Behaviour - sanctions

15th April 2011 at 01:00
My school allows teachers to set their own sanctions. I would like to have a progressive system that starts with a verbal warning. What is the best approach, and which sanctions are classes most frightened of?

What you said

"I'm not sure I go with the `set your own sanctions' approach - surely there are general, whole-school behaviour policies?"

RaymondSoltysek

"My system is: 1. Warning, 2. Moved to side bench (automatic 10-minute break detention), 3. If they continue, they are moved to another classroom, 4. If they continue or refuse to go, we call someone from the senior leadership team."

SmellyEl

"Serious issues need to be dealt with through the intervention of the senior team or your head of department, but setting your own ground rules and asking the kids to discuss them and understand them first means that a lot of the other stages won't be needed for the majority of time."

Zadok1

The expert view

The best behaviour systems are effective because all staff, pupils and parents are clear about them. The sanctions are agreed and implemented fairly across the school, and at every stage pupils know what will happen as a consequence of their behaviour. Allowing staff to set up their own systems removes this clarity and consistency and can create problems for staff and pupils.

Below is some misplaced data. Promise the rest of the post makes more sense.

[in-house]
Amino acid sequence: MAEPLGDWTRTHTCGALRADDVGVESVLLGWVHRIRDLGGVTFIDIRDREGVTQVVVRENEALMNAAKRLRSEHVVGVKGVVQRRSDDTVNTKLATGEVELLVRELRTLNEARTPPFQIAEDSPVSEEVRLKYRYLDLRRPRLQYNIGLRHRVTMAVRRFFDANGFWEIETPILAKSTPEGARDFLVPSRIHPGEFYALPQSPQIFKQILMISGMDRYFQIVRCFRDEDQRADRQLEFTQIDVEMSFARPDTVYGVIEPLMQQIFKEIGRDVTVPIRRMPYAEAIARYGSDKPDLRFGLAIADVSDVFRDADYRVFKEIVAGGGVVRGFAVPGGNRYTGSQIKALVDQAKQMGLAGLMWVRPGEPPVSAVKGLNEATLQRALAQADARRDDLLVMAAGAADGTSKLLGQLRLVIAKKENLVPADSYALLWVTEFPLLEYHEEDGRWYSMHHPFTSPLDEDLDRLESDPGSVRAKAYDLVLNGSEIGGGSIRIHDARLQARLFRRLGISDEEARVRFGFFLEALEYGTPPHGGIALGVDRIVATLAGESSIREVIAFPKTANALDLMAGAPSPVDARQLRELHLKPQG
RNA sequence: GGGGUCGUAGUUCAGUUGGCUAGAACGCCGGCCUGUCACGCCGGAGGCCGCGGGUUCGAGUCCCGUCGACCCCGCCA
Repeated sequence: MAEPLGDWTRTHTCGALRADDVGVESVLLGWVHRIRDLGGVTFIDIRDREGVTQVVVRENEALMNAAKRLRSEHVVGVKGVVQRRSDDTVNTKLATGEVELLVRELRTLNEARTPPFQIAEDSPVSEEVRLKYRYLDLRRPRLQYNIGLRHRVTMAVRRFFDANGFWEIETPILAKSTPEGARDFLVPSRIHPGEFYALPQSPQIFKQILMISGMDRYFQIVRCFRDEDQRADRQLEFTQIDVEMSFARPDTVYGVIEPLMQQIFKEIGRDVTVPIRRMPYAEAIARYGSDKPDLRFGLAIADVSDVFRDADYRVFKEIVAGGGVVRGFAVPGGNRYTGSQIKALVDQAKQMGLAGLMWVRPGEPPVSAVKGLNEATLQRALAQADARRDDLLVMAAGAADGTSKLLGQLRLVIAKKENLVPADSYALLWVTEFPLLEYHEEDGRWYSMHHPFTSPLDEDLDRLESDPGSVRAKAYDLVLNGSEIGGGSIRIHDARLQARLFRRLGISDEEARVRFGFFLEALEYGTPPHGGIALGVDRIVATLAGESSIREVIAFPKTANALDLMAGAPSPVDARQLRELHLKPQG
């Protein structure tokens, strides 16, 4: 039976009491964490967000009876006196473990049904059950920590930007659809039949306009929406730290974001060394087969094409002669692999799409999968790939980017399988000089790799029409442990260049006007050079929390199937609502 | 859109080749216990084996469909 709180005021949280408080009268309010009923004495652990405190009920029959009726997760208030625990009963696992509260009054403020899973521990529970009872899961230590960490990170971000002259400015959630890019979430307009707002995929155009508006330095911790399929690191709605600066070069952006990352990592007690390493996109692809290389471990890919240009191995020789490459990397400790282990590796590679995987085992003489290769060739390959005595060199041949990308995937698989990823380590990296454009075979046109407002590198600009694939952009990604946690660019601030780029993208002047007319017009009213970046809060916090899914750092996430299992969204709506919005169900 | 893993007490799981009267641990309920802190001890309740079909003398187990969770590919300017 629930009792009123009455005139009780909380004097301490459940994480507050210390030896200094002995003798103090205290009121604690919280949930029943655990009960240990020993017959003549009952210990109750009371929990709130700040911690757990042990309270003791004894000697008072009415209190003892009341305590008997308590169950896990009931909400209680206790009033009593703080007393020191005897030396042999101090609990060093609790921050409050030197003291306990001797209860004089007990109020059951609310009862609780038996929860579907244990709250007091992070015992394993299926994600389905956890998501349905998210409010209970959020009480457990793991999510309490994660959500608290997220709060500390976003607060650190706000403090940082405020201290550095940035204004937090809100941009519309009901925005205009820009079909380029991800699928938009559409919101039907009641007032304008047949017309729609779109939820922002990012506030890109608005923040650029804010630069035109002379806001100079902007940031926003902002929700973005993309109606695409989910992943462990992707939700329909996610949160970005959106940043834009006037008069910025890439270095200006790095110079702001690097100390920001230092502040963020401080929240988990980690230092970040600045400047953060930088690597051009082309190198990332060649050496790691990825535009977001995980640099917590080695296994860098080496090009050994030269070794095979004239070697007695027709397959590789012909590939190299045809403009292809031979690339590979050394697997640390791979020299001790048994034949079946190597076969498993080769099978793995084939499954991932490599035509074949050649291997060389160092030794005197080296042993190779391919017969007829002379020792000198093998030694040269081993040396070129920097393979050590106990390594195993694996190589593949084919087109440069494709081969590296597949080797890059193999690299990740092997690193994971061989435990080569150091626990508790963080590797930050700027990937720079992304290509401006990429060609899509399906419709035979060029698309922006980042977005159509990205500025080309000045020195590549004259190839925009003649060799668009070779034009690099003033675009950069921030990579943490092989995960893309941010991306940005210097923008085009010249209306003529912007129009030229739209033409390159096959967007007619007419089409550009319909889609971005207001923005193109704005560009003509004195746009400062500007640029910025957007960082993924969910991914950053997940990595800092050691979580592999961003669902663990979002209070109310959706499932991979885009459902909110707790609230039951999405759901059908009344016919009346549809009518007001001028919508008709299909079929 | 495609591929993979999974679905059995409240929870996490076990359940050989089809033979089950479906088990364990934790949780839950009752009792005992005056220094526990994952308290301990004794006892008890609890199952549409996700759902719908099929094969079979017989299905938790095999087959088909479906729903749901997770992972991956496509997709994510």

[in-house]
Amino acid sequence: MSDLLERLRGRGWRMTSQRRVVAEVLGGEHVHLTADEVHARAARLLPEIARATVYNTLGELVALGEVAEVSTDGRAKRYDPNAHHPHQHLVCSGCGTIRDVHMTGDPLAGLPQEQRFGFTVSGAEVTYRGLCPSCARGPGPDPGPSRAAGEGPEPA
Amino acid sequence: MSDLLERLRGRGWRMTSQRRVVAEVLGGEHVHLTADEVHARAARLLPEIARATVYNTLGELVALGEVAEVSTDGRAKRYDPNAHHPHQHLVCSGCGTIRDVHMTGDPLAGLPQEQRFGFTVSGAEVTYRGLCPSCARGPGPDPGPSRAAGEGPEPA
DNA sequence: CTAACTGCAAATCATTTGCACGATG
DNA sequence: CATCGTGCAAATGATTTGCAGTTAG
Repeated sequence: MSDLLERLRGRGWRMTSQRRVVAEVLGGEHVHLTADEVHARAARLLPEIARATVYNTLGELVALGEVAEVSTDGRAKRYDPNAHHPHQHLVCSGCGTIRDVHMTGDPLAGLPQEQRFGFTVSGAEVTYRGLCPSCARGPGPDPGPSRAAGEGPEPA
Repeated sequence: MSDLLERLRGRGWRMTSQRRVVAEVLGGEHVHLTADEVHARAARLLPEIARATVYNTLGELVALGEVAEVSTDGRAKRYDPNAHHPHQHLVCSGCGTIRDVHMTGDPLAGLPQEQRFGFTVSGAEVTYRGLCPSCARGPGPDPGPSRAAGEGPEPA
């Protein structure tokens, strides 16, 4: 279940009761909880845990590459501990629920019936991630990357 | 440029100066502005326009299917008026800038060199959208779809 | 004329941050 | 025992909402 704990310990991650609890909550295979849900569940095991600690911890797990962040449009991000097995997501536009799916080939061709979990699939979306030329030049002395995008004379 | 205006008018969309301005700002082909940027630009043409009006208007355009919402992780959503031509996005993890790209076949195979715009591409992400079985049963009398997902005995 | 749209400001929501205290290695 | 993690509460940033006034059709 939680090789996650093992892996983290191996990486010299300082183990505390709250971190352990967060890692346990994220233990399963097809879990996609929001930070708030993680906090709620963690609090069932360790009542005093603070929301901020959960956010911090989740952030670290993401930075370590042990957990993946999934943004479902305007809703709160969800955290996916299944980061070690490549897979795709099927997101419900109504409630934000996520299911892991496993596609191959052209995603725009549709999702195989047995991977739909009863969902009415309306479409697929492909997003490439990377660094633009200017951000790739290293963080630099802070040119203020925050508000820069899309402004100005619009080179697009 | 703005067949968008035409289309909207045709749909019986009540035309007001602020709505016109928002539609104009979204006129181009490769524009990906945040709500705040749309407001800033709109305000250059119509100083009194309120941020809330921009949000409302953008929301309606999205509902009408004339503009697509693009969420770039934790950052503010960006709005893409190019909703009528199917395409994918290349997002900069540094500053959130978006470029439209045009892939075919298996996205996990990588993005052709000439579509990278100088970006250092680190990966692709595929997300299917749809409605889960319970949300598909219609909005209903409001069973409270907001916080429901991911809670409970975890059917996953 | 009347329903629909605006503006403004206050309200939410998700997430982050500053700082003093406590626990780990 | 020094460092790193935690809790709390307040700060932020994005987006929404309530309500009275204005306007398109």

If you are required to create your own sanctions system, you need to ensure it is transparent, fair and consistent. Sanctions should increase gradually and pupils need to know what they are. This will allow them to make decisions about their behaviour that affect how far they go through the system. At our school, pupils are issued with behaviour consequences, from verbal warning to 10-minute detention to being removed from the lesson to allow learning to continue. If the pattern of disruption continues, parents are informed, behaviour agreements set up and pupils isolated for a time.

The aim at all stages is to ensure pupils are making the right choices about their behaviour and not disrupting the learning of others. We try to use this system as consistently as possible across the school as this supports the behaviour management of all colleagues and makes our expectations clear. When creating your own system, ask your pupils to help you decide what is fair and reasonable. This will give them some ownership of the sanctions and their behaviour. Try working with a small team, such as your department, to create a mutually supportive system you can all use.

Finally, a successful behaviour system is not achieved by frightening pupils but through a shared desire for a safe and positive learning environment. This is achieved through fairness, consistency, mutual respect and positive, engaging lessons.

Mark Lewis is deputy headteacher at Marshland High School in Norfolk. For more advice, go to www.tes.co.ukbehaviourforum

CHECKLIST

DO

- Make sure your system is transparent, fair and consistent.

- Involve your pupils in deciding what the sanctions should be.

- Work with colleagues to create a shared system that can be used more widely, such as across your department.

DON'T

- Base your system solely on punitive sanctions.

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